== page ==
An Illusion Review by Joan Ellis

            The good news first:  Tom Cruise is entirely credible as a bad guy.  Heís a polished villain in a perfect Armani suit with a tie and shirt that move from one shade of messy to another as he goes about his job of killing witnesses in what is about to be a high profile court case.  Had he been disheveled, he would have been Tom Cruise in costume.  This way he is eerie Ė Immaculate Tom with evil instincts inside that beautiful head, wrapped in the image of a businessman.  With the skills of a deft killer and the moves of a perfectionist, he surprises us repeatedly.  Even covered in blood he is in charge.  The heart of his character is freezing cold.

            More good news:  The movie begins beautifully with Annie (Jada Pinkett Smith) as the passenger in Maxís (Jamie Foxx) cab.   A cab driver and a lawyer discover their mutual pleasure in listening quietly to beautiful radio music as they drive.  By the end of the ride we know these two are good people will see each other again.  Itís a lovely beginning.

            After a body falls from a few stories up onto the roof of Maxís cab; the beautiful soft music changes to a nervous, edgy beat that never goes away.  Our peace is over.  Vincent (Tom Cruise) becomes Maxís passenger, ordering him to chauffeur him for his own nightís work, which happens to be five quick stops to kill five people.  Itís here that things begin to go astray.

            We are never quite sure who Vincentís victims are or why they are being shot.  One seems to be involved with drugs, another is a trumpet player, and none of them become known to us in any way that might make us interested in them.  Knowing they are witnesses doesnít help.  A string of people dies from Vincentís bullets without our ever really understanding the puzzle.  As our attention drifts away from the plot, our idle minds see gaping holes.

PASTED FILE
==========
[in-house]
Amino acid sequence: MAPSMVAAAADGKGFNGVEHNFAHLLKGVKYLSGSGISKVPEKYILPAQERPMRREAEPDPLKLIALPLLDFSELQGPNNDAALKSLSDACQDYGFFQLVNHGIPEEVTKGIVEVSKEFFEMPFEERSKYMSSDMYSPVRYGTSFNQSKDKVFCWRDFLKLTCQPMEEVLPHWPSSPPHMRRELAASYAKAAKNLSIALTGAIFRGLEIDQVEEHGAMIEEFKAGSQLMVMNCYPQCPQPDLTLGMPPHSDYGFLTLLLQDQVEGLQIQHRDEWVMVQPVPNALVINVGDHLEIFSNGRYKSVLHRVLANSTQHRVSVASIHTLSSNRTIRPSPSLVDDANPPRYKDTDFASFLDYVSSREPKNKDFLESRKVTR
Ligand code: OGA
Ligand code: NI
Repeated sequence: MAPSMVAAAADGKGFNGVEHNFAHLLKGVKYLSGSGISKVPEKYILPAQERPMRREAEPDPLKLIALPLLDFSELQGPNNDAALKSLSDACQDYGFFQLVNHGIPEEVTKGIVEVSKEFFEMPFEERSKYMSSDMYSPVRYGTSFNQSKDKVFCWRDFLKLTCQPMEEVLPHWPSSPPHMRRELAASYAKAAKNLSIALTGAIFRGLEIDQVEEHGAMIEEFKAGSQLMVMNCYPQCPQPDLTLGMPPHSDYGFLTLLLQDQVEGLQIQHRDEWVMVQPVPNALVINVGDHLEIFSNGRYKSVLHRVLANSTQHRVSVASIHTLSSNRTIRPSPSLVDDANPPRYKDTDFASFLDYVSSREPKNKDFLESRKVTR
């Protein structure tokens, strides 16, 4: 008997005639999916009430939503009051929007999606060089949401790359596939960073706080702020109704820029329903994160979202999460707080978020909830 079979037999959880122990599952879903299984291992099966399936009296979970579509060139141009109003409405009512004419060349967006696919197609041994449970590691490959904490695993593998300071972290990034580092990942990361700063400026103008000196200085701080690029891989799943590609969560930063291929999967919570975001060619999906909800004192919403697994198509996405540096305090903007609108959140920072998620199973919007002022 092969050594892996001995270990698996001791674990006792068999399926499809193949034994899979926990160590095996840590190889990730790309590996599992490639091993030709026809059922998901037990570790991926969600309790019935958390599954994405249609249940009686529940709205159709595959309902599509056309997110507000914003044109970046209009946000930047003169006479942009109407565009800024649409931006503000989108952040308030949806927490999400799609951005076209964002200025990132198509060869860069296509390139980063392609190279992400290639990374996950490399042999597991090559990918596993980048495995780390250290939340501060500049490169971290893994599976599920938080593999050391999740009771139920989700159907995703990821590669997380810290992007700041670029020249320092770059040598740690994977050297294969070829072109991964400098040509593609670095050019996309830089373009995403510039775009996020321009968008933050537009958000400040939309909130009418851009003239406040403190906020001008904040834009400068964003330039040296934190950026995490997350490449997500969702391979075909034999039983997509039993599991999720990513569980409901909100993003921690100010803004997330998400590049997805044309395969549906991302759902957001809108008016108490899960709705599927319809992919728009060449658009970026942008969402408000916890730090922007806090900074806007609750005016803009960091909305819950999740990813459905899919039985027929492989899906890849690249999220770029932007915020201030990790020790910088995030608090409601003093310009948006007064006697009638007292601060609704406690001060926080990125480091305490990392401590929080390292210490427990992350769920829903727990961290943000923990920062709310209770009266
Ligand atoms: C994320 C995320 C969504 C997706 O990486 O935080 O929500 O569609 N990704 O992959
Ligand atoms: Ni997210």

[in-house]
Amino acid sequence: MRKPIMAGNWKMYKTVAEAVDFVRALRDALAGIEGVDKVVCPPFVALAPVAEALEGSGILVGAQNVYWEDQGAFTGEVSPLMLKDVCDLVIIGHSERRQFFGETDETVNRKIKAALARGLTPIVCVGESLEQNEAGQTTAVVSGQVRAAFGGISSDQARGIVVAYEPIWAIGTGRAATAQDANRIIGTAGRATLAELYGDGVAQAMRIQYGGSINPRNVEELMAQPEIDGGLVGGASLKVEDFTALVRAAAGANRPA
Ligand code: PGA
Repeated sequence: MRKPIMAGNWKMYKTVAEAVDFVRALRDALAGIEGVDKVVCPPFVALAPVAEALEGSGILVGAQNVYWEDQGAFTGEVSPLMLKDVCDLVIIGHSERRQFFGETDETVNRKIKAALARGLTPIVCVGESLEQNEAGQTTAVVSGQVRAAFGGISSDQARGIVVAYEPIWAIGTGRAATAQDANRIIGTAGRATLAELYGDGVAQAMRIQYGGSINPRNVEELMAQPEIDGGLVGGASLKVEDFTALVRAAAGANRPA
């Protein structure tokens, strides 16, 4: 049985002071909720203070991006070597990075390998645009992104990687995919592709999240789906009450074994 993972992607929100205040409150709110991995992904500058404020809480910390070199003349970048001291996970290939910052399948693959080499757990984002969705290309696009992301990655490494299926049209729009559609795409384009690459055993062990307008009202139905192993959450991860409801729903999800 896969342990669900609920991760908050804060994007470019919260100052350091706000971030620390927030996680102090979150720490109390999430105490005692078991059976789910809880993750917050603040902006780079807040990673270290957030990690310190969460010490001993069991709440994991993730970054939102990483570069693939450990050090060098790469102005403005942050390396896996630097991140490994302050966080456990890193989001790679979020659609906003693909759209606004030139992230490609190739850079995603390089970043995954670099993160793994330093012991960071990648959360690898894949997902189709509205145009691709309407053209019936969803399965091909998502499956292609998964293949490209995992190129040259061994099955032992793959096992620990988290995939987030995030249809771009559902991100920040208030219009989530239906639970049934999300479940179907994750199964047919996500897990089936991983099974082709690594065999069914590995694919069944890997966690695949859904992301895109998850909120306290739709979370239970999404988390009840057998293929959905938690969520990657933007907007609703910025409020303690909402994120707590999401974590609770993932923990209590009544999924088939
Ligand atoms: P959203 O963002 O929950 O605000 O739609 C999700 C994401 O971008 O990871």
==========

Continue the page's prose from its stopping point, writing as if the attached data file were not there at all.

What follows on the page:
For one thing, the setting is busy Los Angeles.  But in this movie, nighttime L.A. is deserted.  You may never have seen such deserted streets or buildings Ė until, that is, someone needs to be shot, and then we are in a crowded dance or jazz club.  The final chase through the subway is surreal Ė gleaming silver and white surfaces without people.  Max could escape many times, but doesnít; Many people could pick up the phone to dial 911, but donít. 

            So itís not much of a movie Ė except for some very good acting.   Tom Cruise manages to make precision horrifying without saying a word;  his cold, quick, killer is chilling from beginning to end.  Jamie Foxxís Max is a human calculator of times and distances, a dreamer who calms himself down with a picture of an island behind the visor of his cab, a good man whose most endearing quality may be that he doesnít even know how to release the safety on a pistol. 

Copyright (c) Illusion

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